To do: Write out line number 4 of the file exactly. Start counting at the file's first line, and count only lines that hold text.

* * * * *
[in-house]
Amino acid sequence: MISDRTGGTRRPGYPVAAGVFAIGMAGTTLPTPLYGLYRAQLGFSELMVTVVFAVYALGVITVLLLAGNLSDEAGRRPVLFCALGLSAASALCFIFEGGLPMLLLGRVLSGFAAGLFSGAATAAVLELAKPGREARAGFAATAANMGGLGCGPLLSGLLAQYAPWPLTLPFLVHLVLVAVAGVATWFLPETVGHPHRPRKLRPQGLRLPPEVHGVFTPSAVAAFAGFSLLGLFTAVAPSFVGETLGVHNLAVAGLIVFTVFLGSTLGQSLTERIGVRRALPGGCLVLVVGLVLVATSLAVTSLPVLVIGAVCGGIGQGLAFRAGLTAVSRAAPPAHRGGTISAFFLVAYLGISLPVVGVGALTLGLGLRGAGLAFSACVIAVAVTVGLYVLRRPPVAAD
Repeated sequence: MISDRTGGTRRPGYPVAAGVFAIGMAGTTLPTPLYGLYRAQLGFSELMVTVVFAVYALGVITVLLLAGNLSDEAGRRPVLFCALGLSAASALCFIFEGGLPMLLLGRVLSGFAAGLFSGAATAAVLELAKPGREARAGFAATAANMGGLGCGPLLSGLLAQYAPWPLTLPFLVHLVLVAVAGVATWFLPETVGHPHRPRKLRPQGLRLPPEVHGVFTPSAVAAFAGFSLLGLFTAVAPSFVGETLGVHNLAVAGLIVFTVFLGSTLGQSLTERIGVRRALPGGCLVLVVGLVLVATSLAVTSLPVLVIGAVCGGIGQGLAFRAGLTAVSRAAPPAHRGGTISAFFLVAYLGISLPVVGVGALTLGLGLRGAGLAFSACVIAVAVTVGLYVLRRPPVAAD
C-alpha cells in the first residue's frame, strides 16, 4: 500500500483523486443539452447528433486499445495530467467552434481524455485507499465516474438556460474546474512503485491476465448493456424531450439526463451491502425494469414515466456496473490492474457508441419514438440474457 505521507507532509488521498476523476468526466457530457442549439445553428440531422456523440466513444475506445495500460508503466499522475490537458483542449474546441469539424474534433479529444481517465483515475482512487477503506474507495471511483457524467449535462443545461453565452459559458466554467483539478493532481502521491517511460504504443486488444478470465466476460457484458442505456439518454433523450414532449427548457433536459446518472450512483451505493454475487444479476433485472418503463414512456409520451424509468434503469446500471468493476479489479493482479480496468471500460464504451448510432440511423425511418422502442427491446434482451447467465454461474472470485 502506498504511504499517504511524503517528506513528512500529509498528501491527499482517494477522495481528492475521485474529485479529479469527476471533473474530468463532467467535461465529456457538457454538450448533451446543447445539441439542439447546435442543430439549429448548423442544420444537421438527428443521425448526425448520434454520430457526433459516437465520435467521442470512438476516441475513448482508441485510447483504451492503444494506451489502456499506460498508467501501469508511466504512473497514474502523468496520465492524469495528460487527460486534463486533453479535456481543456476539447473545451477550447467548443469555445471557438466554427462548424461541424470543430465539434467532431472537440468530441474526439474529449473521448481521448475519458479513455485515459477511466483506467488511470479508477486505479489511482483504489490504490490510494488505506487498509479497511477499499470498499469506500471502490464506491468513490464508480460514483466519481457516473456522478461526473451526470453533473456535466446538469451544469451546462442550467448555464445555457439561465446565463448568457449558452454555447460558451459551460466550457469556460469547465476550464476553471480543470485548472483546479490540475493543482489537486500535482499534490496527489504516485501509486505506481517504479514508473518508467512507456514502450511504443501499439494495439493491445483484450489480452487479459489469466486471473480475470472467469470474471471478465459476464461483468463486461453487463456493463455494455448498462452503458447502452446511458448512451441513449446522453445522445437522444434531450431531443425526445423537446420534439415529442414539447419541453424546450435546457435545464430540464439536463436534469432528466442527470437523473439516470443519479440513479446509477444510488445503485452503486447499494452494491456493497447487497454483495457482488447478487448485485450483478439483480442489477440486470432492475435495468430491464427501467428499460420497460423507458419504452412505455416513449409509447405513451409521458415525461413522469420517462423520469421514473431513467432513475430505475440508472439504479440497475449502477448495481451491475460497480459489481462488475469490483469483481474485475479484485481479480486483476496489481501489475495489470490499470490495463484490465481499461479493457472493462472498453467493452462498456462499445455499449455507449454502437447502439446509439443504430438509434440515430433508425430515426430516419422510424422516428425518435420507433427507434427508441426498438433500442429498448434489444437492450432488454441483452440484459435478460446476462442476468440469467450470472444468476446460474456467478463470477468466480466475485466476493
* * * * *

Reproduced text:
C-alpha cells in the first residue's frame, strides 16, 4: 500500500483523486443539452447528433486499445495530467467552434481524455485507499465516474438556460474546474512503485491476465448493456424531450439526463451491502425494469414515466456496473490492474457508441419514438440474457 505521507507532509488521498476523476468526466457530457442549439445553428440531422456523440466513444475506445495500460508503466499522475490537458483542449474546441469539424474534433479529444481517465483515475482512487477503506474507495471511483457524467449535462443545461453565452459559458466554467483539478493532481502521491517511460504504443486488444478470465466476460457484458442505456439518454433523450414532449427548457433536459446518472450512483451505493454475487444479476433485472418503463414512456409520451424509468434503469446500471468493476479489479493482479480496468471500460464504451448510432440511423425511418422502442427491446434482451447467465454461474472470485 502506498504511504499517504511524503517528506513528512500529509498528501491527499482517494477522495481528492475521485474529485479529479469527476471533473474530468463532467467535461465529456457538457454538450448533451446543447445539441439542439447546435442543430439549429448548423442544420444537421438527428443521425448526425448520434454520430457526433459516437465520435467521442470512438476516441475513448482508441485510447483504451492503444494506451489502456499506460498508467501501469508511466504512473497514474502523468496520465492524469495528460487527460486534463486533453479535456481543456476539447473545451477550447467548443469555445471557438466554427462548424461541424470543430465539434467532431472537440468530441474526439474529449473521448481521448475519458479513455485515459477511466483506467488511470479508477486505479489511482483504489490504490490510494488505506487498509479497511477499499470498499469506500471502490464506491468513490464508480460514483466519481457516473456522478461526473451526470453533473456535466446538469451544469451546462442550467448555464445555457439561465446565463448568457449558452454555447460558451459551460466550457469556460469547465476550464476553471480543470485548472483546479490540475493543482489537486500535482499534490496527489504516485501509486505506481517504479514508473518508467512507456514502450511504443501499439494495439493491445483484450489480452487479459489469466486471473480475470472467469470474471471478465459476464461483468463486461453487463456493463455494455448498462452503458447502452446511458448512451441513449446522453445522445437522444434531450431531443425526445423537446420534439415529442414539447419541453424546450435546457435545464430540464439536463436534469432528466442527470437523473439516470443519479440513479446509477444510488445503485452503486447499494452494491456493497447487497454483495457482488447478487448485485450483478439483480442489477440486470432492475435495468430491464427501467428499460420497460423507458419504452412505455416513449409509447405513451409521458415525461413522469420517462423520469421514473431513467432513475430505475440508472439504479440497475449502477448495481451491475460497480459489481462488475469490483469483481474485475479484485481479480486483476496489481501489475495489470490499470490495463484490465481499461479493457472493462472498453467493452462498456462499445455499449455507449454502437447502439446509439443504430438509434440515430433508425430515426430516419422510424422516428425518435420507433427507434427508441426498438433500442429498448434489444437492450432488454441483452440484459435478460446476462442476468440469467450470472444468476446460474456467478463470477468466480466475485466476493